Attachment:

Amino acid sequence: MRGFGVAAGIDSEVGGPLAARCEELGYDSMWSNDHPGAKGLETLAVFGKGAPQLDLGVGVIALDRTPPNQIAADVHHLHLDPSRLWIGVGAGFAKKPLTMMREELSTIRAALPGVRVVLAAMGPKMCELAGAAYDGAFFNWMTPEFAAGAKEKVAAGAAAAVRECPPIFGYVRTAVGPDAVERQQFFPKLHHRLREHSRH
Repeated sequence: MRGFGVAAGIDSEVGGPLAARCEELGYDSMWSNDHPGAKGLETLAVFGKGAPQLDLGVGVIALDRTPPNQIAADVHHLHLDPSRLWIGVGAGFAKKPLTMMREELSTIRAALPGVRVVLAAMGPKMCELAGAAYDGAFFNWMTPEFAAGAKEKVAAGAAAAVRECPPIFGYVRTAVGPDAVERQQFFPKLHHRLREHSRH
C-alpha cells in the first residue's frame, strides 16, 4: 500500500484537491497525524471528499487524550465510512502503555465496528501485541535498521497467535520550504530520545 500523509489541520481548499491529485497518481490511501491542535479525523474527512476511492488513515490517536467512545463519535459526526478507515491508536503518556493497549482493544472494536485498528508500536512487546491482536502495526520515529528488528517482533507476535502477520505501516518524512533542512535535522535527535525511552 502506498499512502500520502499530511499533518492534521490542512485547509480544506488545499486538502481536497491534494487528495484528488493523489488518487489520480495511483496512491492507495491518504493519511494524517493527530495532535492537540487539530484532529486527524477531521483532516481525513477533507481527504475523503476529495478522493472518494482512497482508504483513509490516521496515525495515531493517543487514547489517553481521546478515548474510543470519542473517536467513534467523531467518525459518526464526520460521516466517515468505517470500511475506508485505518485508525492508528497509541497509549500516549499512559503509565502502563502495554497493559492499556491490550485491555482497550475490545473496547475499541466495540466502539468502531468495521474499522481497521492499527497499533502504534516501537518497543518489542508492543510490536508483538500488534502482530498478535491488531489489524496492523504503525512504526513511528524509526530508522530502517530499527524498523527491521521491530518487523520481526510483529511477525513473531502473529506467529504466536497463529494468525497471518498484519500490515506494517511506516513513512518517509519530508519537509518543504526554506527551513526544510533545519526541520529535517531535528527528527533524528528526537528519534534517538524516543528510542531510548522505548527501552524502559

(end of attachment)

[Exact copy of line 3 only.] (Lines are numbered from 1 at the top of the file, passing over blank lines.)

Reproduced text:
C-alpha cells in the first residue's frame, strides 16, 4: 500500500484537491497525524471528499487524550465510512502503555465496528501485541535498521497467535520550504530520545 500523509489541520481548499491529485497518481490511501491542535479525523474527512476511492488513515490517536467512545463519535459526526478507515491508536503518556493497549482493544472494536485498528508500536512487546491482536502495526520515529528488528517482533507476535502477520505501516518524512533542512535535522535527535525511552 502506498499512502500520502499530511499533518492534521490542512485547509480544506488545499486538502481536497491534494487528495484528488493523489488518487489520480495511483496512491492507495491518504493519511494524517493527530495532535492537540487539530484532529486527524477531521483532516481525513477533507481527504475523503476529495478522493472518494482512497482508504483513509490516521496515525495515531493517543487514547489517553481521546478515548474510543470519542473517536467513534467523531467518525459518526464526520460521516466517515468505517470500511475506508485505518485508525492508528497509541497509549500516549499512559503509565502502563502495554497493559492499556491490550485491555482497550475490545473496547475499541466495540466502539468502531468495521474499522481497521492499527497499533502504534516501537518497543518489542508492543510490536508483538500488534502482530498478535491488531489489524496492523504503525512504526513511528524509526530508522530502517530499527524498523527491521521491530518487523520481526510483529511477525513473531502473529506467529504466536497463529494468525497471518498484519500490515506494517511506516513513512518517509519530508519537509518543504526554506527551513526544510533545519526541520529535517531535528527528527533524528528526537528519534534517538524516543528510542531510548522505548527501552524502559